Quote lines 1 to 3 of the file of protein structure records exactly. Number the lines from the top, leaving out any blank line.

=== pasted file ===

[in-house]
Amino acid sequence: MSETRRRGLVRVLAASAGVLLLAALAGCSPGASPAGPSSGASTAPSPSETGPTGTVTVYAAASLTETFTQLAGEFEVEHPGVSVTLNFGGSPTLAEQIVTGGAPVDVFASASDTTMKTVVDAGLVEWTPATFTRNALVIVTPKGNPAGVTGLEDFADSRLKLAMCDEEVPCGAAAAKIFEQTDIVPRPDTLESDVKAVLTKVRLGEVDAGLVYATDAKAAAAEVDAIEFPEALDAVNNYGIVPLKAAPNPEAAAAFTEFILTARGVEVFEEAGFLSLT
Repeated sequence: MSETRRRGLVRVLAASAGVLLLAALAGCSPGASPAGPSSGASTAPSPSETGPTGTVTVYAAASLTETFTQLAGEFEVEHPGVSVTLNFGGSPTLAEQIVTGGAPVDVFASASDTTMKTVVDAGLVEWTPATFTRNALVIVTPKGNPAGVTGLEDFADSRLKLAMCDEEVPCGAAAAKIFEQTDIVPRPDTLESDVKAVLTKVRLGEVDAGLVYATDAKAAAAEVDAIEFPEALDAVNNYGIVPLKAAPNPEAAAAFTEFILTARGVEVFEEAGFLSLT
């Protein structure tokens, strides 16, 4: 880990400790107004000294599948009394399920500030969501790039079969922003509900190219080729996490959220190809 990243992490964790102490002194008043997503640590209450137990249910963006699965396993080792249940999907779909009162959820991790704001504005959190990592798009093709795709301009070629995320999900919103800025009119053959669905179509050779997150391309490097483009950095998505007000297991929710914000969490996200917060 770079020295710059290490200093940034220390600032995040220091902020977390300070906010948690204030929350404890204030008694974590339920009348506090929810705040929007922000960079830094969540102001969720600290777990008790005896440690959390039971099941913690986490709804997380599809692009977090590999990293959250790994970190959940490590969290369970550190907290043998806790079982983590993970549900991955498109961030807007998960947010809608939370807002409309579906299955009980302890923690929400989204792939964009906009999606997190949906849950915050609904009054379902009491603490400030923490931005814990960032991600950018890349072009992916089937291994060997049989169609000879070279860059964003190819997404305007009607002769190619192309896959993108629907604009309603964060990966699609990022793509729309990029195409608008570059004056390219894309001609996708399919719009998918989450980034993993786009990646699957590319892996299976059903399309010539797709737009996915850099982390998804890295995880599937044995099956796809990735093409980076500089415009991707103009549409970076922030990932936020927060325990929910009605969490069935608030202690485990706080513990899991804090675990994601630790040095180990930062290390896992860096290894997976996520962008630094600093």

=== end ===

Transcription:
[in-house]
Amino acid sequence: MSETRRRGLVRVLAASAGVLLLAALAGCSPGASPAGPSSGASTAPSPSETGPTGTVTVYAAASLTETFTQLAGEFEVEHPGVSVTLNFGGSPTLAEQIVTGGAPVDVFASASDTTMKTVVDAGLVEWTPATFTRNALVIVTPKGNPAGVTGLEDFADSRLKLAMCDEEVPCGAAAAKIFEQTDIVPRPDTLESDVKAVLTKVRLGEVDAGLVYATDAKAAAAEVDAIEFPEALDAVNNYGIVPLKAAPNPEAAAAFTEFILTARGVEVFEEAGFLSLT
Repeated sequence: MSETRRRGLVRVLAASAGVLLLAALAGCSPGASPAGPSSGASTAPSPSETGPTGTVTVYAAASLTETFTQLAGEFEVEHPGVSVTLNFGGSPTLAEQIVTGGAPVDVFASASDTTMKTVVDAGLVEWTPATFTRNALVIVTPKGNPAGVTGLEDFADSRLKLAMCDEEVPCGAAAAKIFEQTDIVPRPDTLESDVKAVLTKVRLGEVDAGLVYATDAKAAAAEVDAIEFPEALDAVNNYGIVPLKAAPNPEAAAAFTEFILTARGVEVFEEAGFLSLT